School of Engineering
Universiti Sains Malaysia / Research University Grant Scheme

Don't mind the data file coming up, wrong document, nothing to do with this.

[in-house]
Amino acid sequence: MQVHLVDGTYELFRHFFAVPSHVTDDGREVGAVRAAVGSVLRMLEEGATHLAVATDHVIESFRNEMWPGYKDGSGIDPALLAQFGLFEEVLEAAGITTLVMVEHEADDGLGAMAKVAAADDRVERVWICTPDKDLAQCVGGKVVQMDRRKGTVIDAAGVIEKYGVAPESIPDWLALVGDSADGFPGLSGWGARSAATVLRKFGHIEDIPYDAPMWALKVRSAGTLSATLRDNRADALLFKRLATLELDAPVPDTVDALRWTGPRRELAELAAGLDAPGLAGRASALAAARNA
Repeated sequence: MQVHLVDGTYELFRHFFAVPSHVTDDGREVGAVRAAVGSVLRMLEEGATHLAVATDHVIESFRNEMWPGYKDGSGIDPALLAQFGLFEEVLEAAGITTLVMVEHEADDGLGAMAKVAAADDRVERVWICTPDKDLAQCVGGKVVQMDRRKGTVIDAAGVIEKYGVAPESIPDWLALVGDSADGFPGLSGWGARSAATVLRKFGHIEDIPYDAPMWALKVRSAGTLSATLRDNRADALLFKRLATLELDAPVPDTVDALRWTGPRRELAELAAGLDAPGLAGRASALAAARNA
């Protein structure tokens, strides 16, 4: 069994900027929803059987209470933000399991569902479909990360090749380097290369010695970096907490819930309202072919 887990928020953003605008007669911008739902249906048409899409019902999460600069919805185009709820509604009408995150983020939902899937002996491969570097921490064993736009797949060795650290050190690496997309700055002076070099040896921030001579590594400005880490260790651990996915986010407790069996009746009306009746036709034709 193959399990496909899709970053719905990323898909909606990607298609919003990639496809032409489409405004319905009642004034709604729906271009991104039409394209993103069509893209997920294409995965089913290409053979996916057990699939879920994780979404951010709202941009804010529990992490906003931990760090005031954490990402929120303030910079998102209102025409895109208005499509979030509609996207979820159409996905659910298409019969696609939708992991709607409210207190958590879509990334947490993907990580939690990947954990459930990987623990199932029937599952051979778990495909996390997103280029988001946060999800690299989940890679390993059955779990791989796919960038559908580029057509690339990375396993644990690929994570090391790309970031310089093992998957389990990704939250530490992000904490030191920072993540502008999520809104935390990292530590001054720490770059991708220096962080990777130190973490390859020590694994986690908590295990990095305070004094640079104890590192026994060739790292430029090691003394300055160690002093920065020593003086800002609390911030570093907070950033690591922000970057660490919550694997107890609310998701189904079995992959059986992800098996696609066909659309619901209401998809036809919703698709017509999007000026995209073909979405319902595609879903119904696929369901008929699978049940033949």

Researchers have investigated the feasibility of using ultrafine palm oil fuel ash (u-POFA) as a cement replacement material because of its potential to reduce the environmental impact of concrete production. u-POFA, a by-product of palm oil fuel combustion, is a suitable replacement for Portland cement in concrete mixes because of its sustainability and cost-effectiveness. This study investigated the microstructural and compressive strengths of alkali-activated mortars (AAMs) based on fly ash (FA) and granulated blast-furnace slag (GBFS) being added with varying percentages of u-POFA. The mixture samples were prepared in eighteen mortars using sodium metasilicate (Na2SiO3) as the source material and sodium hydroxide (NaOH) as the alkaline activator. This study used field-emission scanning electron microscopy coupled with energy-dispersive X-ray spectrometry, X-ray diffraction, X-ray fluorescence, and Fourier-transform infrared spectroscopy to characterize the binary-blended mortars after 28 days of curing and determined the strength of the FA+GBFS (87.80 MPa), u-POFA+GBFS (88.87 MPa), and u-POFA+FA mortars (54.82 MPa). The mortars’ compressive strength was influenced by the CaO/SiO2 and SiO2/Al2O3 ratios in the mixture, which was directly due to the formation rate of geopolymer products of the calcium–alumina–silicate–hydrate (C–(A)–S–H), aluminosilicate (N–A–S–H), and calcium–silicate–hydrate (C–S–H) phases. Based on the contents of FA and GBFS, u-POFA significantly enhanced concrete strength; therefore, u-POFA used in a suitable proportion could enhance binary-blended AAMs’ microstructure. © 2023 by the authors.
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